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Is Etsy Stock a Buy?

By Brian Withers - Apr 16, 2020 at 9:40AM

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Its online platform is a place to buy special handcrafted goods, but is its stock special too?

Etsy (ETSY 4.56%) just capped off a banner 2019 with record revenue of $818.4 million and nearly $5 billion in gross merchandise sales through its platform. But this online marketplace for one-of-a-kind handcrafted items is seeing decreased demand as consumers cut back on discretionary spending due to the coronavirus outbreak. Although the stock has rebounded from recent lows, it's still down 14% over the past year.

Let's dive into the business, its growth engines, and what management is doing in the face of current events to determine whether it's currently a buy.

The business is special

Etsy has a strong people-centric ecosystem that connects 46.4 million active buyers with 2.7 million active sellers. Shoppers are attracted to the millions of unique items available on the platform, 30% of which can be customized, and the one-to-one relationship buyers can have with a seller. On the flip side, sellers are attracted to the platform that's known for offering goods that 88% of buyers indicate they can't buy anywhere else.

Carpenter in his woodshop taking a photo of his handcrafted boxes with his mobile phone.

Etsy is known for one-of-a-kind handcrafted items. Image source: Getty images

A majority of its revenue (70.2%) comes from seller fees for listing items, transactions, and payments. The remainder is from optional value-added services for sellers such as advertising and discounted shipping labels. Revenue was up 35.6% in 2019, and management expected to clear the $1 billion milestone this year before the pandemic effectively shut down economies worldwide. The business is profitable, posting $96.0 million in net income for 2019.

The company estimates the market for its category of "special" retail goods to be $100 billion annually, growing to $170 billion by 2023. Compared to its $5 billion in gross merchandise sales, it has plenty of room to grow and several ways to do it.

Its platform has multiple growth levers

In its March 2019 investor day event, management discussed three primary ways it could drive growth. The first is to increase the number of active buyers. Its marketing team has developed a multi-pronged approach to reach potential consumers through better web-search capabilities, presence on social-media platforms, and television ads. Early results have been promising with the active buyer base growing 17.5% in 2019.

A second growth lever is to target the majority (59%) of Etsy customers who only make one purchase a year. An annual calendar of events and focused messaging throughout the year have been created to keep the platform top-of-mind and improve this metric.

Lastly, increasing the average order value is another engine for growth. The company is working to build a "frequently bought together" prompt for buyers and placing multiple products in a virtual room as you would see in a brick-and-mortar store. The efforts here are just getting started.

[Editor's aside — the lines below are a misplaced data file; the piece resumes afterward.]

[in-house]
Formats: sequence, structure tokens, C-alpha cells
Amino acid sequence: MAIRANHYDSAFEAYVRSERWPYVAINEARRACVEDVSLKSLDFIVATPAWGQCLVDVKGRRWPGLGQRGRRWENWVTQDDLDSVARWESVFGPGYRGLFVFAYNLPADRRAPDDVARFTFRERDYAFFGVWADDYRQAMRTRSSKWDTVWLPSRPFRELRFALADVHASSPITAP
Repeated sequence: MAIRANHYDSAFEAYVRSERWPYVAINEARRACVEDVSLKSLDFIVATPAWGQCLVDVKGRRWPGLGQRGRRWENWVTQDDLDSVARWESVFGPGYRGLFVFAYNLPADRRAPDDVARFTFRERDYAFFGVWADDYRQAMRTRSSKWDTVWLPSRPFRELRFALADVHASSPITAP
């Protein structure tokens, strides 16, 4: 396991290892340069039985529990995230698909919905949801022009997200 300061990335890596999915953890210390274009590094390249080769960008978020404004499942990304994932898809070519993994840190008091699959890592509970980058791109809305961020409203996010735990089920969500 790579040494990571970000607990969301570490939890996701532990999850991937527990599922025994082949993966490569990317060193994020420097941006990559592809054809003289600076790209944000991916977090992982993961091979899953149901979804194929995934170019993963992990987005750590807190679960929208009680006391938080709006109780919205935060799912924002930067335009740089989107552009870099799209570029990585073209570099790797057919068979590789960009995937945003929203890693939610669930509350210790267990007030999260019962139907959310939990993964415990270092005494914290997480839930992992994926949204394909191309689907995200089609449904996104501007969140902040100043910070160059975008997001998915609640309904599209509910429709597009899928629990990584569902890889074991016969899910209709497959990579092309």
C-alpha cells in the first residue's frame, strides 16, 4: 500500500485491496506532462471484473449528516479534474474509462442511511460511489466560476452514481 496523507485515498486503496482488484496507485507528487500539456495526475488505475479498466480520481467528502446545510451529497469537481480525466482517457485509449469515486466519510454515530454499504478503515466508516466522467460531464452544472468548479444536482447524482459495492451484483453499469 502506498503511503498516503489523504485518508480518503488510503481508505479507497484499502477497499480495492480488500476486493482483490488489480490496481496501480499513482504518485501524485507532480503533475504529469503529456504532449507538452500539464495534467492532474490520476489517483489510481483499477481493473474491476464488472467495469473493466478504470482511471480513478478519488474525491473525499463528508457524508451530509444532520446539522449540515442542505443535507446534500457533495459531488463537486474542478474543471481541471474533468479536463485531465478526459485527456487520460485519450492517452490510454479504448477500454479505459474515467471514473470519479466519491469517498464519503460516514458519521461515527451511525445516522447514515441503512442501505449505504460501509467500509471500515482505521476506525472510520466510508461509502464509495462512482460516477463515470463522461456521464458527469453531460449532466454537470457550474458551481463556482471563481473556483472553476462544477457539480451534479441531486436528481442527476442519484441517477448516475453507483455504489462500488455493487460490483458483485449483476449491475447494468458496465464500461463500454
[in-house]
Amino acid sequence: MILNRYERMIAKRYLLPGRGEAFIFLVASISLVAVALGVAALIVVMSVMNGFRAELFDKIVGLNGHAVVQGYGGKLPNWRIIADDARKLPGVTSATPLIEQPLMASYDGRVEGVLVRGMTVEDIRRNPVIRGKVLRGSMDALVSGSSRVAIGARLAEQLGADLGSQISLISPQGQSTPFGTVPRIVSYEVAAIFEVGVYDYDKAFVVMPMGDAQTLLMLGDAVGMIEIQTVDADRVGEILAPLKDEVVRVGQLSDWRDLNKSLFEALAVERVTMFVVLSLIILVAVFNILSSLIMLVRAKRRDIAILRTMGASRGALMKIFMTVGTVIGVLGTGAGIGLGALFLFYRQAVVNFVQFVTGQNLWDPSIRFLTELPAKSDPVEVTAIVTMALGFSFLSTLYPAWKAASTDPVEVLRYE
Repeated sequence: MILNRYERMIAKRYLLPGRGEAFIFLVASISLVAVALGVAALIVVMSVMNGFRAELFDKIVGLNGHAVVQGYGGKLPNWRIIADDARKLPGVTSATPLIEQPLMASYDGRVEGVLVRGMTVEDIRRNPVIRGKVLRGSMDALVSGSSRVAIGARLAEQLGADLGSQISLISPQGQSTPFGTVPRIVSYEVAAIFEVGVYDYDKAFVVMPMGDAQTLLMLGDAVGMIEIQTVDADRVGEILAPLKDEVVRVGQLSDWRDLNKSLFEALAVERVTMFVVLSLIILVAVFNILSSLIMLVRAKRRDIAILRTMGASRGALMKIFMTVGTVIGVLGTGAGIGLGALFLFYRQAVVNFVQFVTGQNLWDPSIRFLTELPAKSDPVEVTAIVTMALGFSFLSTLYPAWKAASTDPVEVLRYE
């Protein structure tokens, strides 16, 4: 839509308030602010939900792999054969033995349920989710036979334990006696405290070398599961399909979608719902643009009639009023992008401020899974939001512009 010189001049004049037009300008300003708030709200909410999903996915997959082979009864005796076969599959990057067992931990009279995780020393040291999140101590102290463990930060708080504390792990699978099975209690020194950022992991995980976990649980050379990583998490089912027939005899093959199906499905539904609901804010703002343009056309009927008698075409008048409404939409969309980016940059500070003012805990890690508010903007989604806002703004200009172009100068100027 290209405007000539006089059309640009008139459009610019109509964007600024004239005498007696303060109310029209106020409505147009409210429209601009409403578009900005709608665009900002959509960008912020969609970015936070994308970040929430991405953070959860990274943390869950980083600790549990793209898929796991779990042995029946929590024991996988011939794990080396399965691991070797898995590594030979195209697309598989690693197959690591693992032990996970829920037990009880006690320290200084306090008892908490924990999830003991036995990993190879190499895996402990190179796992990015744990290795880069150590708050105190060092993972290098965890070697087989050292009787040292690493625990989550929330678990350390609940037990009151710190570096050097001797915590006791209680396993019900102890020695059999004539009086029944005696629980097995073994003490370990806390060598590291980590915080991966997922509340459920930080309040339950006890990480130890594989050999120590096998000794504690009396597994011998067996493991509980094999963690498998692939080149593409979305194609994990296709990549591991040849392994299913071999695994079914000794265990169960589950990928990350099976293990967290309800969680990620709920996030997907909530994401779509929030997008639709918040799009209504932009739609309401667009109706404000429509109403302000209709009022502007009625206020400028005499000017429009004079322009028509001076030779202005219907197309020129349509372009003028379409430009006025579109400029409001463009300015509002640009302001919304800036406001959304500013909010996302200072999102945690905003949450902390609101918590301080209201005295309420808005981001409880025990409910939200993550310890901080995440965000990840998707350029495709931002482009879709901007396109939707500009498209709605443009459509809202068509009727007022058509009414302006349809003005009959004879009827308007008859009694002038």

When the economy is healthy, these efforts should pay off, but what's happening in the face of the COVID-19 outbreak?

What about a coronavirus-driven recession?

The platform and its sellers are well positioned to survive the pandemic. Etsy's online "front page" has adapted to highlight goods such as DIY craft projects, everyday supplies, and hot sellers such as masks that should enjoy healthy demand even under current stay-at-home orders. Sellers, 91% of whom are individuals working from home, only need to stay healthy and have access to essential shipping services in order to continue operating. Some sellers are even focusing on the in-demand masks and hand sanitizers to help capture sales.

As for its cash flow and balance sheet, those are solid too. Over the past several years, the company has transitioned much of its costs to a variable structure, enabling it to more effectively reduce costs in a downturn. At the end of 2019, it had cash and short-term investments totaling $817 million that it's using to help sellers through this crisis by eliminating upfront ad fees, providing a grace period for paying bills, and increasing advertising to help drive more consumers to the site. 

Management's previous revenue guidance has been scrapped and instead, the company shared a range of outcomes for investors in a recent business update. The most pessimistic scenario still has the company breaking even on an adjusted EBITDA basis for 2020 under the assumption its "worst week" of March sales continues through the rest of the year.

Investors should take comfort in the fact the company has the flexibility to survive an extended slowdown, but is the stock a buy today?

Etsy is a one-of-a-kind stock

Management is making smart moves to build on its strengths and solidify Etsy as the place to buy handcrafted items online. As a growth stock with an asset-light model, it sports a reasonably valued priced-to-sales ratio of eight times. The stock is a buy today for patient investors with a long-term view. 

However, as its business depends on a healthy economy, it may take time for the stock to respond. When consumer spending does pick back up, it should get back to its targeted annual revenue growth rates of 16% to 20%. That impressive long-term goal should reward investors for many years to come.

Brian Withers has no position in any of the stocks mentioned. The Motley Fool owns shares of and recommends Etsy. The Motley Fool has a disclosure policy.

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